I am the owner of a brandy new iPad Mini. I traded in two old lenses and a camera through the Amazon trade in program and, received enough money to buy the iPad. The first thing I did was to download any and all photography apps and magazines and have been immersed in iPad heaven for the past two weeks. Yesterday, I decided to try the camera on the iPad on a walk around the neighborhood.
I took a few test shots and was happy with the crisp clear amazingly well exposed images. Since the camera was doing most of the work the only thing I had to worry about was composition and making sure I held the iPad in a firm grip. It was an early spring day with blue skies and puffy clouds but basically unexciting being early in the season and no color other than in the sky. So, the question was: What to shoot?
There is an app that came with the iPad called Photo Booth which comes with nine preset effects and after a little experimentation I chose three of them to work with: mirror, kaleidoscope and swirl. I used these for the rest of the day especially the mirror image. That preset transformed the landscape from OK to Oh Boy! Everything I shot took on the look of a Rorschach test. It was fantastic. I loved what I was capturing and by just positioning the pad a little to the left, right, up or down you could control how wide or thin the mirror image should be. Bare branch trees became wooden cathedrals, and bridges split in two and hovered in mid-air. Any of those annoying things that get into your shot and you would normally remove in post processing, looked great because they were perfectly matched on either side. Tiny fractal faces appeared in the seams and crotches of the abstract designs that were created by this effect. This same effect when focused on the gnarly knots of tree trunks turned them into huge alien monsters!
As I walked along the street I switched to the swirl affect which moved like a mini hurricane across the screen. I would wait until a car, truck or bus would pass by and get caught in this swirling vortex as I tapped the screen. It worked just as well with passing tugs and barges on the East River as I waited for the unsuspecting ship to get sucked into and stretched through an imaginary black hole. The kaleidoscope was fantastic on wide angle landscape and close up shots, splitting the images into broken crystalline pieces of color and texture.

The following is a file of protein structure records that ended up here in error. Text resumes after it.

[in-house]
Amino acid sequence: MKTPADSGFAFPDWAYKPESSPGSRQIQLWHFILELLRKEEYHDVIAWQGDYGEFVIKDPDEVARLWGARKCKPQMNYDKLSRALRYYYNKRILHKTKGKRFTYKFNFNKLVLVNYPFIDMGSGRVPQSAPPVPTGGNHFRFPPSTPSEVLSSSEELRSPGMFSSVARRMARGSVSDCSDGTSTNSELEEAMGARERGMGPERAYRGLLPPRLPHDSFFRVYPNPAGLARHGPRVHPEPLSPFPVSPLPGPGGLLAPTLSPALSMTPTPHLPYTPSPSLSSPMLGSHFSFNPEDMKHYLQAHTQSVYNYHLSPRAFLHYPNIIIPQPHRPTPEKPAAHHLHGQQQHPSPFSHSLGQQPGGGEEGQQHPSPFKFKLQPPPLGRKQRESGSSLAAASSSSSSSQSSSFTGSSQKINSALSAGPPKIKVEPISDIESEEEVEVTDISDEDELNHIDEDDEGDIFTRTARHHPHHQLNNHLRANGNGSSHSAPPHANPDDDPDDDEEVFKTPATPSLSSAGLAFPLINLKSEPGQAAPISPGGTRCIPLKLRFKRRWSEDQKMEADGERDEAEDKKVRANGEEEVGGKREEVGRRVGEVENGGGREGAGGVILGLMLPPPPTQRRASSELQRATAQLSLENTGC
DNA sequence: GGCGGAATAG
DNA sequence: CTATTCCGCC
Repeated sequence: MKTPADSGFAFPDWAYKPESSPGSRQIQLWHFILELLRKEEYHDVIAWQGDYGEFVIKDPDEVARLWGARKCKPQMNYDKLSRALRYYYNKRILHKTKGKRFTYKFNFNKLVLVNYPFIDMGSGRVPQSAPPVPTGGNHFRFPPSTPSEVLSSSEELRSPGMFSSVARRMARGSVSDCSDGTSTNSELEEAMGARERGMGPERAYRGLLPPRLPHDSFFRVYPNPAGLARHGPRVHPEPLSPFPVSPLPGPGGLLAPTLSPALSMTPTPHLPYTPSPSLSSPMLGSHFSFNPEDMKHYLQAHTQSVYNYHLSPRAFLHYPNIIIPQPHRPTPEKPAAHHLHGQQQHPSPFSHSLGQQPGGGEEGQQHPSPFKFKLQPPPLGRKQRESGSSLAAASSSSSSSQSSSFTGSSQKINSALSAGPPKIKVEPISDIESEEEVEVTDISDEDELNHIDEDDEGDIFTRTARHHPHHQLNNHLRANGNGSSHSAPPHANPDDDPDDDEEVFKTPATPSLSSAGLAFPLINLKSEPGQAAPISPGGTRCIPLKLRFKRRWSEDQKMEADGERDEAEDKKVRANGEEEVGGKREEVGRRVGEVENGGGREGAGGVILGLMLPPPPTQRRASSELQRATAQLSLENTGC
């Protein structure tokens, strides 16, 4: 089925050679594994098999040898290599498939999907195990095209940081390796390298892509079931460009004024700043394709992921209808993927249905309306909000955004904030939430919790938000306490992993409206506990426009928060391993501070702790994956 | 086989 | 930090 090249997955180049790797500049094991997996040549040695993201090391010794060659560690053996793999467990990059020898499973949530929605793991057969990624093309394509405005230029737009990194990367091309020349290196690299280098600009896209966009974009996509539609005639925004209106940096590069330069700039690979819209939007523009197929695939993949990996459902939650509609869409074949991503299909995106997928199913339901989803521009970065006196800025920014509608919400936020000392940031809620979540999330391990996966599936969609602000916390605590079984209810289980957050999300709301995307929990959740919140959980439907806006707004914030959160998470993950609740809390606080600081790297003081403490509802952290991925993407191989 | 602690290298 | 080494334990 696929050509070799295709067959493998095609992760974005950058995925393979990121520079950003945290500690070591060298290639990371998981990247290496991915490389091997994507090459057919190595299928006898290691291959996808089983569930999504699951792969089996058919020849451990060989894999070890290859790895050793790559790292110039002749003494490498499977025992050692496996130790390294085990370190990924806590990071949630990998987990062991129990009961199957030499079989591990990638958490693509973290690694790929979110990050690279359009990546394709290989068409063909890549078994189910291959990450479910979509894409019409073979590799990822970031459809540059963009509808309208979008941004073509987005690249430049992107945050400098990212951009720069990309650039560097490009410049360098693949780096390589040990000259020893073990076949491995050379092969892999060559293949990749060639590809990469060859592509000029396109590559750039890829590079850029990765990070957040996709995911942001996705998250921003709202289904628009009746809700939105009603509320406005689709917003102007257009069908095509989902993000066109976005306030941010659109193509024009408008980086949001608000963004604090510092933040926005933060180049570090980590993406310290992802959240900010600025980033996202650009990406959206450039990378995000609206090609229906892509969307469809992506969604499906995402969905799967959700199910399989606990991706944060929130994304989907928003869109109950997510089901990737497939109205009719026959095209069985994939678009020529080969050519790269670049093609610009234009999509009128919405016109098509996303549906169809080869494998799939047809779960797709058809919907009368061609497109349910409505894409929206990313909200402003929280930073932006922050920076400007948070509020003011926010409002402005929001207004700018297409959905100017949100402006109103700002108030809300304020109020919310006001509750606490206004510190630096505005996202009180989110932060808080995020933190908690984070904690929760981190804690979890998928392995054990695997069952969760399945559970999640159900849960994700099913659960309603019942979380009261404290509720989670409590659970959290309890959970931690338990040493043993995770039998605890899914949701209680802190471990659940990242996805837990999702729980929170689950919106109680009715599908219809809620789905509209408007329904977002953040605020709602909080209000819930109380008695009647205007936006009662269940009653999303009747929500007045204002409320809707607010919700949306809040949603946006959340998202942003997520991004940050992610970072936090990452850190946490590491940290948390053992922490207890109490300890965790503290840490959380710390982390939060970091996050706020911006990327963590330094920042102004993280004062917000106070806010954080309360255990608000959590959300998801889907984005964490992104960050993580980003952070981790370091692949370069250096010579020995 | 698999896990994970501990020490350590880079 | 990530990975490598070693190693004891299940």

The best shots I took and my favorites are of a man trying to get his parachute to launch itself in the middle of Astoria Park. I have no idea where he thought he was going but the ‘chute provided a wonderful big colorful subject for the mirror effect. At times the man holding the ropes disappeared completely as I angled the pad to create a surreal image of the parachute that seemed to appear out of thin air against a fantastical back drop of the Hell Gate Bridge through the looking-glass.
Enjoy these preposterous trippy little images of a day in iAstoria.
There is something about a cold grey day that fills me with a strange magical excitement. The clouds take on an ominous thrilling look and trees, buildings and bridges look black against the somber sky. It is quiet and few people are to be seen. This Saturday was just that kind of day as I took my morning walk to Astoria Park. I looked up at the sky and wished I’d bought my camera with me but, then I gleeful remembered I had my iPhone with me and the trusty Hipstamatic app which would add the perfect aged, grainy, dark effect to the images I had been seeing in my mind. This was going to be a good day.
The newly laid asphalt pathways; coal black with bright white symbols for bikers, skaters and pedestrians started me off. The pathways turned and snaked through the park and pulled the eye along to a distant point. The gnarled arthritic branches of trees and bushes along the frigid water’s edge were perfect frames for the Hell Gate and Triboro Bridges.
Twenty minutes into my walk the winds picked up and the sky grew misty with tiny flakes of snow that stung my face and fingers as I tried to capture the seagulls floating gracefully in an up draft of wind. I walked further north toward the end of the park as the flakes grew fat and fluffy flying everywhere at once. Out on the water, the distant buildings barely visible in the mist a large maritime vessel appeared out of the cold white vapor on its way up the East River.
Turning in away from the water I walked through the park where the snow was starting to powder the landscape bringing out the textures in the bark of trees and adding a thin icing to the leaves of winter plants. I walked in and out of the trees and followed the paths to a clearing blanketed in white and let the snow swirl around me. I stood upon the public deck to the Astoria Pool looking out at the magnificent view flanked by the two famous bridges taking images and remembering the hot summer childhood days my siblings and I spent there. Walking to the other side of the deck I looked down at the cascading stairways that lead to and from the entrance of the pool that had accumulated a dusting of this first of winter’s snow. Towards the afternoon the snow turned to rain and I turned my cold and wet feet towards home and hot coffee.
This morning the sun was shinning bright, the air cold and crisp and although not as exciting as yesterdays mini snow squall it did provide me with some fantastic winter subject matter. Ice. During the night the drop in temperatures froze any puddles that had accumulated in yesterdays rain. The frozen water cracked into spider web mosaics and knife-edged triangles of ice. A slushy foot print was frozen in time until a warmer day erases the memory. Left over autumn leaves and tufts of dried grass were also enveloped victims of nature’s frosty magic.
Stay warm my friends winter is just beginning.
Saturday, I embarked on a three hour voyage to learn about and photograph the historic lighthouses of New York Harbor. The tour was sponsored by the National Lighthouse Museum and the Working Harbor Committee.